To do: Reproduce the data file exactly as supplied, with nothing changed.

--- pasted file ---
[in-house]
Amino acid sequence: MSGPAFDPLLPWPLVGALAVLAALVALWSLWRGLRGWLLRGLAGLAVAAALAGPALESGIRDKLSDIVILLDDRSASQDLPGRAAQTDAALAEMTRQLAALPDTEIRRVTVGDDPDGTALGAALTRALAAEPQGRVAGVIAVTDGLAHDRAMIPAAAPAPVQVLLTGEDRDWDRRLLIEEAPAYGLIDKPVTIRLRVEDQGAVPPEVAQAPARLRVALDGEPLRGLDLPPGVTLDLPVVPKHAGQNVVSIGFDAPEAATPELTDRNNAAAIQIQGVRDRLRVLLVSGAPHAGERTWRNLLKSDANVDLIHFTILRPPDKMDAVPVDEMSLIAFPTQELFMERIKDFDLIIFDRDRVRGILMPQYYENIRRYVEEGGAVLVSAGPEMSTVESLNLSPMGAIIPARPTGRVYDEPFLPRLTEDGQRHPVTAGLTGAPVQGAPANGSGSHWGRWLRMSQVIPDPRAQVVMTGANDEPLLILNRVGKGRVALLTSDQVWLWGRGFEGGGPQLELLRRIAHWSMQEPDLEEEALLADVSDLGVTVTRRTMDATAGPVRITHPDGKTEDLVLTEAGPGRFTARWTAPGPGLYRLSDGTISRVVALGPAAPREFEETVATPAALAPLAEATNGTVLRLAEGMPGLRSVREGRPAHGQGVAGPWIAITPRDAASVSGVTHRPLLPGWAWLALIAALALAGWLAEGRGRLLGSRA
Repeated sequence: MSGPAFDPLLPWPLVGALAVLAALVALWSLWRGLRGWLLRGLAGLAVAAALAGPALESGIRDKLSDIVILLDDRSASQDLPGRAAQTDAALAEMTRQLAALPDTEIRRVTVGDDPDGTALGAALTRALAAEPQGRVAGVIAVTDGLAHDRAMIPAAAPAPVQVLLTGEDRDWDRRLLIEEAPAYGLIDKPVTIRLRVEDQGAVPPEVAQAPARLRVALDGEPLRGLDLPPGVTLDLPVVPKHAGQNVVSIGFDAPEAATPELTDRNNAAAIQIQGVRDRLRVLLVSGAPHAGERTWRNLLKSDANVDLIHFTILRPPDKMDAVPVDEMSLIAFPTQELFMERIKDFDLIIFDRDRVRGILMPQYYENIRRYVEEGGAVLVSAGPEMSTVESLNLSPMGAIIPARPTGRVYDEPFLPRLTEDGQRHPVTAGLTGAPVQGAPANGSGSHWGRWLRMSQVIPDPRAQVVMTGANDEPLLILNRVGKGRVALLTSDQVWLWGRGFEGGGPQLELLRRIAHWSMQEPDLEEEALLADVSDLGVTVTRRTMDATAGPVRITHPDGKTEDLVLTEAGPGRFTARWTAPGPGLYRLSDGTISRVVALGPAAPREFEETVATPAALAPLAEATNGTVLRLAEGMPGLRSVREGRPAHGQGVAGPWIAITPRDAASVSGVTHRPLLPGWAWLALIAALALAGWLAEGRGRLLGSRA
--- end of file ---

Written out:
[in-house]
Amino acid sequence: MSGPAFDPLLPWPLVGALAVLAALVALWSLWRGLRGWLLRGLAGLAVAAALAGPALESGIRDKLSDIVILLDDRSASQDLPGRAAQTDAALAEMTRQLAALPDTEIRRVTVGDDPDGTALGAALTRALAAEPQGRVAGVIAVTDGLAHDRAMIPAAAPAPVQVLLTGEDRDWDRRLLIEEAPAYGLIDKPVTIRLRVEDQGAVPPEVAQAPARLRVALDGEPLRGLDLPPGVTLDLPVVPKHAGQNVVSIGFDAPEAATPELTDRNNAAAIQIQGVRDRLRVLLVSGAPHAGERTWRNLLKSDANVDLIHFTILRPPDKMDAVPVDEMSLIAFPTQELFMERIKDFDLIIFDRDRVRGILMPQYYENIRRYVEEGGAVLVSAGPEMSTVESLNLSPMGAIIPARPTGRVYDEPFLPRLTEDGQRHPVTAGLTGAPVQGAPANGSGSHWGRWLRMSQVIPDPRAQVVMTGANDEPLLILNRVGKGRVALLTSDQVWLWGRGFEGGGPQLELLRRIAHWSMQEPDLEEEALLADVSDLGVTVTRRTMDATAGPVRITHPDGKTEDLVLTEAGPGRFTARWTAPGPGLYRLSDGTISRVVALGPAAPREFEETVATPAALAPLAEATNGTVLRLAEGMPGLRSVREGRPAHGQGVAGPWIAITPRDAASVSGVTHRPLLPGWAWLALIAALALAGWLAEGRGRLLGSRA
Repeated sequence: MSGPAFDPLLPWPLVGALAVLAALVALWSLWRGLRGWLLRGLAGLAVAAALAGPALESGIRDKLSDIVILLDDRSASQDLPGRAAQTDAALAEMTRQLAALPDTEIRRVTVGDDPDGTALGAALTRALAAEPQGRVAGVIAVTDGLAHDRAMIPAAAPAPVQVLLTGEDRDWDRRLLIEEAPAYGLIDKPVTIRLRVEDQGAVPPEVAQAPARLRVALDGEPLRGLDLPPGVTLDLPVVPKHAGQNVVSIGFDAPEAATPELTDRNNAAAIQIQGVRDRLRVLLVSGAPHAGERTWRNLLKSDANVDLIHFTILRPPDKMDAVPVDEMSLIAFPTQELFMERIKDFDLIIFDRDRVRGILMPQYYENIRRYVEEGGAVLVSAGPEMSTVESLNLSPMGAIIPARPTGRVYDEPFLPRLTEDGQRHPVTAGLTGAPVQGAPANGSGSHWGRWLRMSQVIPDPRAQVVMTGANDEPLLILNRVGKGRVALLTSDQVWLWGRGFEGGGPQLELLRRIAHWSMQEPDLEEEALLADVSDLGVTVTRRTMDATAGPVRITHPDGKTEDLVLTEAGPGRFTARWTAPGPGLYRLSDGTISRVVALGPAAPREFEETVATPAALAPLAEATNGTVLRLAEGMPGLRSVREGRPAHGQGVAGPWIAITPRDAASVSGVTHRPLLPGWAWLALIAALALAGWLAEGRGRLLGSRA